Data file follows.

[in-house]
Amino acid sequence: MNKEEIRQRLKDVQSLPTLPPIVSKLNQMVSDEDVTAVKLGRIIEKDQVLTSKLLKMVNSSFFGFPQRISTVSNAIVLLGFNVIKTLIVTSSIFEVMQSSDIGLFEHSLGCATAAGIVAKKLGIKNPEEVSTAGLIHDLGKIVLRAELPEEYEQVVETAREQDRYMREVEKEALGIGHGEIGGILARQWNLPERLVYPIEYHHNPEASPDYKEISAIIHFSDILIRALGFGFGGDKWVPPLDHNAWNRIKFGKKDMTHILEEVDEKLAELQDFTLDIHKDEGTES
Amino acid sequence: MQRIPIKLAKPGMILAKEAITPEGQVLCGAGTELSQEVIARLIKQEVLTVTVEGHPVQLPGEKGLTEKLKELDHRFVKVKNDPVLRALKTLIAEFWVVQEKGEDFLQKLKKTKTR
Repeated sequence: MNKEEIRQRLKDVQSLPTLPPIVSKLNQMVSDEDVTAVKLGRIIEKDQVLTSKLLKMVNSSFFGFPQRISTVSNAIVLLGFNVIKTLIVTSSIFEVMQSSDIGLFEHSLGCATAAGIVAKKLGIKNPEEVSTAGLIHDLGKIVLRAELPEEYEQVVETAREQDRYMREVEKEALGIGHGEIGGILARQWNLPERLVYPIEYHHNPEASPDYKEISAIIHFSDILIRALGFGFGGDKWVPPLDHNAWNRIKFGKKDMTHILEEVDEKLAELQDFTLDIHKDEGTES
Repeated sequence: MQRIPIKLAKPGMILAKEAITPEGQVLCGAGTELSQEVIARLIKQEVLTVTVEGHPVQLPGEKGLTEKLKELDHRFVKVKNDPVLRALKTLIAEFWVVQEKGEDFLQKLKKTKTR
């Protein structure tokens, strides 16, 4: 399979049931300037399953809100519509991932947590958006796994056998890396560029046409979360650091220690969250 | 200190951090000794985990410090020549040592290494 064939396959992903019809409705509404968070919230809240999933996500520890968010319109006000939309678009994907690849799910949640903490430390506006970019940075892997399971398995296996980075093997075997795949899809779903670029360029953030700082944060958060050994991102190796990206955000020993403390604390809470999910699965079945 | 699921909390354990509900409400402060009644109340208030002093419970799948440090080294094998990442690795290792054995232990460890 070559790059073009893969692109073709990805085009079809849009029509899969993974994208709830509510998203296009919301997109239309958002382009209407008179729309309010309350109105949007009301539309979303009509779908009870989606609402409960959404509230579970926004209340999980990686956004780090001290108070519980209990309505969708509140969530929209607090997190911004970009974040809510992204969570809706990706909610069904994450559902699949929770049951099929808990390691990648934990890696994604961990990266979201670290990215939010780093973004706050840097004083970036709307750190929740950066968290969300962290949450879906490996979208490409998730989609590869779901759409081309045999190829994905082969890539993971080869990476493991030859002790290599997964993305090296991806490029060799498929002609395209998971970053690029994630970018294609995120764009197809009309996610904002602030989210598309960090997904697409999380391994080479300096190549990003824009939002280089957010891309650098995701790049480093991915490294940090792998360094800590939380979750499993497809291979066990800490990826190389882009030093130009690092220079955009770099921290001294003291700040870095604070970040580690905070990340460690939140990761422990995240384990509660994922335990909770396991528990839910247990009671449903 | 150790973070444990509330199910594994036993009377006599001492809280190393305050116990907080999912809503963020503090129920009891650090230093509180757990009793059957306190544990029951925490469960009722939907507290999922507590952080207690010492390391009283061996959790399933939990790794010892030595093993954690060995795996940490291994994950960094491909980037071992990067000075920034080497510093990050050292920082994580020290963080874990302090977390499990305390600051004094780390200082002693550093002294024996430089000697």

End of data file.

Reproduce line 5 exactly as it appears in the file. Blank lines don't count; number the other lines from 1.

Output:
Repeated sequence: MQRIPIKLAKPGMILAKEAITPEGQVLCGAGTELSQEVIARLIKQEVLTVTVEGHPVQLPGEKGLTEKLKELDHRFVKVKNDPVLRALKTLIAEFWVVQEKGEDFLQKLKKTKTR